HALE is a part-design, part-production firm, founded by American industrial designer Jonathan Nesci. Having been previously featured on Minimalissimo back in 2010, you may already be familiar with the work of Nesci and HALE. If not, I am delighted to share this remarkable industrial furniture with you. Designs of pure simplicity and functionalism, each of these pieces are robust, and also appear to have a certain unfinished or unrefined appearance, which I personally find incredibly beautiful. From the honest, simple structures of the wall and floor shelves, to the superbly sleek bar stools, to the straight-edged form of the hall chair, each of these aluminium and steel pieces integrate the fundamental principles of good design reminiscent of Dieter Rams and Naoto Fukasawa’s work. I really admire HALE’s entire furniture collection and as I continue to design my own interior space, hopefully there will one day be one or two Nesci designs in there.
Copenhagen based fashion designer Atifa Rasooli started her line in 2012 with a collection called messenger of stillness. With her latest designs of Spring/Summer 2014, she keeps on delivering that beautiful message: … I didn’t feel the need of being loud with my collections, I wanted to keep them humble. But yet, with that stillness there was still a lot of strength and confidence hidden, and that’s what I have tried to show with my models. — Daily Metal Interview 21.07.2014 To me the current collection not only conveys a mood of serenity, but also a sense of freedom. The ernest color pallet of black and white offers strength and protection. The lightly draped silhouettes, carefully combined with menswear details adds a relaxed attitude. You will always be abled to move around freely in a Atifa Rasooli outfit and at the same time you will always look concisely dressed and elegant.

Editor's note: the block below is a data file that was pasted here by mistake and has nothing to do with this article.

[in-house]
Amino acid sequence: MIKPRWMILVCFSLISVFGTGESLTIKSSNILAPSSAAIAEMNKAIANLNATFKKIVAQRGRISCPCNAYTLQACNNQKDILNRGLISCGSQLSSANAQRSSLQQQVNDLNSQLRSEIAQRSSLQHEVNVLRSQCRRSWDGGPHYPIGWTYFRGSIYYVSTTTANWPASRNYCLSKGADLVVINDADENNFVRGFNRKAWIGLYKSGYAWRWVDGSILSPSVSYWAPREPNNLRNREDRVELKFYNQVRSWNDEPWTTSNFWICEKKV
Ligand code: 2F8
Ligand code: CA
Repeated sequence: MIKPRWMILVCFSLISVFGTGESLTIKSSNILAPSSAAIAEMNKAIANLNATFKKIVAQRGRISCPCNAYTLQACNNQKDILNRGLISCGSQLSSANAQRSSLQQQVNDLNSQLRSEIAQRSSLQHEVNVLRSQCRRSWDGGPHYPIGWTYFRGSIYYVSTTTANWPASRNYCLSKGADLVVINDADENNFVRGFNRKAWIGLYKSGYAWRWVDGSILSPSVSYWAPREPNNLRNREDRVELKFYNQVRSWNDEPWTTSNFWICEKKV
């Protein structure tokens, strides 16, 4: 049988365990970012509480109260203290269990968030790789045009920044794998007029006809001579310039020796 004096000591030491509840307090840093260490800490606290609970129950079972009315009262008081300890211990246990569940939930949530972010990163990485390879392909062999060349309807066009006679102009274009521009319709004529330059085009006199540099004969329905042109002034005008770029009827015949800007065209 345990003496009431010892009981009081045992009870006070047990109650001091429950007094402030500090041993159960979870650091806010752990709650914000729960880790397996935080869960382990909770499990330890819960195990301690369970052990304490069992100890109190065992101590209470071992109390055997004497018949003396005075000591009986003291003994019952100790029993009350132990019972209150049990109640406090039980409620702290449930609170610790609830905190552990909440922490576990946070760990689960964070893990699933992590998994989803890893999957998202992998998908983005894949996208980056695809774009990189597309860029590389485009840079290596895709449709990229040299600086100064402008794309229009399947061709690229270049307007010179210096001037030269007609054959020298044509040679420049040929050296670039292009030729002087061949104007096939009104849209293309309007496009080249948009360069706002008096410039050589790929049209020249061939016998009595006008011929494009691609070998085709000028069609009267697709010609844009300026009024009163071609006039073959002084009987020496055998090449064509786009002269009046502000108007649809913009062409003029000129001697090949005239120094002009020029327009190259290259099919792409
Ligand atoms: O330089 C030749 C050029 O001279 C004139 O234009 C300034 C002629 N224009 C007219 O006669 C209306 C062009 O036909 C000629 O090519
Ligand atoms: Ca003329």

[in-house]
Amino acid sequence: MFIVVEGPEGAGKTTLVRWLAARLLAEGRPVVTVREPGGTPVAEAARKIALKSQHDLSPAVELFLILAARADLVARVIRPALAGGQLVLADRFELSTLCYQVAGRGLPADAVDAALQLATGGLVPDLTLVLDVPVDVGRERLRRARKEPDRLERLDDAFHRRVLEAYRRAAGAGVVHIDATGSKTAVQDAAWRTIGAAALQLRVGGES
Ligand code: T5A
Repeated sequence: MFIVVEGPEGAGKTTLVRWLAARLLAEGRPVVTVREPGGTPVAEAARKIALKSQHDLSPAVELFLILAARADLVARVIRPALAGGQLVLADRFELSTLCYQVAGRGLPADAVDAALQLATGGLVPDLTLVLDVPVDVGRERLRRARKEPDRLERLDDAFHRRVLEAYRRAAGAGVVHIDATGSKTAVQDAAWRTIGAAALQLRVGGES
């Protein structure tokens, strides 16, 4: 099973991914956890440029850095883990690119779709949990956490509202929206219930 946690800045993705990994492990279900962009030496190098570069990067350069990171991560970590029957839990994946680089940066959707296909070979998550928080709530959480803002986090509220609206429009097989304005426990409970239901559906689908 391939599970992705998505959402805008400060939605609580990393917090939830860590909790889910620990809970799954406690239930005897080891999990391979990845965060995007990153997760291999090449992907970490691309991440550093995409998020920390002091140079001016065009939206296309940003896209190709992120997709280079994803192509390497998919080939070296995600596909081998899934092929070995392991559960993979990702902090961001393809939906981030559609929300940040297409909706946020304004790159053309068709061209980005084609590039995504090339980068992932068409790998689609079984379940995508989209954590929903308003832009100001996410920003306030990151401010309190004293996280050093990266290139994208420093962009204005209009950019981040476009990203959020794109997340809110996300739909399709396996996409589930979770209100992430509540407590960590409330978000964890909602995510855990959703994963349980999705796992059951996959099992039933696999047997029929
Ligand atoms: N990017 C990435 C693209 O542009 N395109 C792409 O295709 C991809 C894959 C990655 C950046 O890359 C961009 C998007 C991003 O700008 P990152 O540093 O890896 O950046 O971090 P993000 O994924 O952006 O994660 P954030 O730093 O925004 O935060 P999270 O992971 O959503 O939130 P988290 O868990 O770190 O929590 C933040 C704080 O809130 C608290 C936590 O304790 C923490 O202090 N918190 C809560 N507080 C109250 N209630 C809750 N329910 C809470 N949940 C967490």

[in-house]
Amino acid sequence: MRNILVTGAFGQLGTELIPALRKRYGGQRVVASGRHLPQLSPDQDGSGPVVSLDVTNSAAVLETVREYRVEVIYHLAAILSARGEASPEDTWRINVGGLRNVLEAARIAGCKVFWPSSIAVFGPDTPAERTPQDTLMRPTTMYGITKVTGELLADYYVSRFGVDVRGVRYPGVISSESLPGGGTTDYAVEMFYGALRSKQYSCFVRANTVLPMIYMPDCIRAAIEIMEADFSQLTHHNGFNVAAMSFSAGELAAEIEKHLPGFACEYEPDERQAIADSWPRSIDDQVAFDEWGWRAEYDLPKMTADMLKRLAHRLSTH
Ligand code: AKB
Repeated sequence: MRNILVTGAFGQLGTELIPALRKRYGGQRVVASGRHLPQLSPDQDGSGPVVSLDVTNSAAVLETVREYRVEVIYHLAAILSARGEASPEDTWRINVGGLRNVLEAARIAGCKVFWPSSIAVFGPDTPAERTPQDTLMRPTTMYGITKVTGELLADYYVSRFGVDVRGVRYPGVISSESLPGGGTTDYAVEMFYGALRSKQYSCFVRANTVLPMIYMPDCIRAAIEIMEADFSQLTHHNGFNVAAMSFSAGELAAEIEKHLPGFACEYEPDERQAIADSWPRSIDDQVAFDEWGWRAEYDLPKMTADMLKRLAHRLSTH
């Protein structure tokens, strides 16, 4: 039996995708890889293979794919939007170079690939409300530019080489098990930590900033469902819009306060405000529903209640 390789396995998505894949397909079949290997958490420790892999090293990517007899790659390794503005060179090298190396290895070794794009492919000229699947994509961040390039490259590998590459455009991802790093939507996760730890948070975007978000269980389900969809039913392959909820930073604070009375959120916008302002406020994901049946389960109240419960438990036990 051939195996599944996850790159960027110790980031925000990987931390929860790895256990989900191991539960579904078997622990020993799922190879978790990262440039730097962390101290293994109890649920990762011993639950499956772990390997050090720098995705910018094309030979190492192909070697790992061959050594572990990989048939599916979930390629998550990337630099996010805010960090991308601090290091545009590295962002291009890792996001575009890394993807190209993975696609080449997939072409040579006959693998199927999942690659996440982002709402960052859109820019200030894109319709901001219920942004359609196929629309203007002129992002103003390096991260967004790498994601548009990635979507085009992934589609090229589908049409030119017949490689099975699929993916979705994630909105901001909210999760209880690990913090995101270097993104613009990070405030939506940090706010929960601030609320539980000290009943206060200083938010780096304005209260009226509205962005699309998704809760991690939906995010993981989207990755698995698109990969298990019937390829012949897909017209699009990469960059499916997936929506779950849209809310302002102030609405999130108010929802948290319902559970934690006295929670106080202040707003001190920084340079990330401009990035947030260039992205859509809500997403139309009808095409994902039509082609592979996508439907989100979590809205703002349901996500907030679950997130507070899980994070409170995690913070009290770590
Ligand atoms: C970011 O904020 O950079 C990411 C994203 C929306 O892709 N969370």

Iconic Award 2014 — Architect Andrea Dragoni is the overall winner of the best of the best in the category of public buildings with Gubbio Cemetery expansion in Italy. The architectural design of Andrea Dragoni defines the space for silence and meditation. The expansion investigates a new model of civil buildings and triggers a reasoning in physical continuity with the historic city and deeply tied to the mountainous landscape that represents the natural scenery of the city. The plant is an urban structure within, which a series of stereometric volumes, arranged transversely to the system of the mountains, allows us to take a look through the space for dialogue with the verticality of the mountain to the north, and with the horizontality of the plain to the south. This architecture is emphasized by the intrusion of large squares to imagine how the squares that measure the rhythmic structure of the system. Squares of silence in the form of a cube broken through the ceiling, evokes an open window at the top with the profile of a framed sky, allowing the look and the thought of abandoning the severity of mother earth.
Alain Carle Architecte is a Québecois architecture firm whose style is self-described as modest. Led by Alain Carle himself, who graduated from the School of Architecture of University of Montréal, the firm has received a lot of recognition in the past few years by many publications. In 2013, the firm completed L’Écran, a home situated in Wenworth-Nord, Canada. Surrounded by nature, the house is a minimal sculpture that was raised from the ground with black brick claddings and wooden interiors. Situated on a site with slopes, the architecture was broken into fragments and connected through the use of materials. The use of a black exterior was to create a heat absorbent to then cut down the energy use of house in such a cold environment. Wooden panels also create a sense of warmth for the residents. The contrast of the white walls against the black bricks, one smooth and one rough, complemented with shades of brown from wooden panels, was what drawn me to this structure. The abruptness of its appearance on the site is not foreign, but rather like a response to its surroundings. Photography courtesy of Alain Carle Architecte.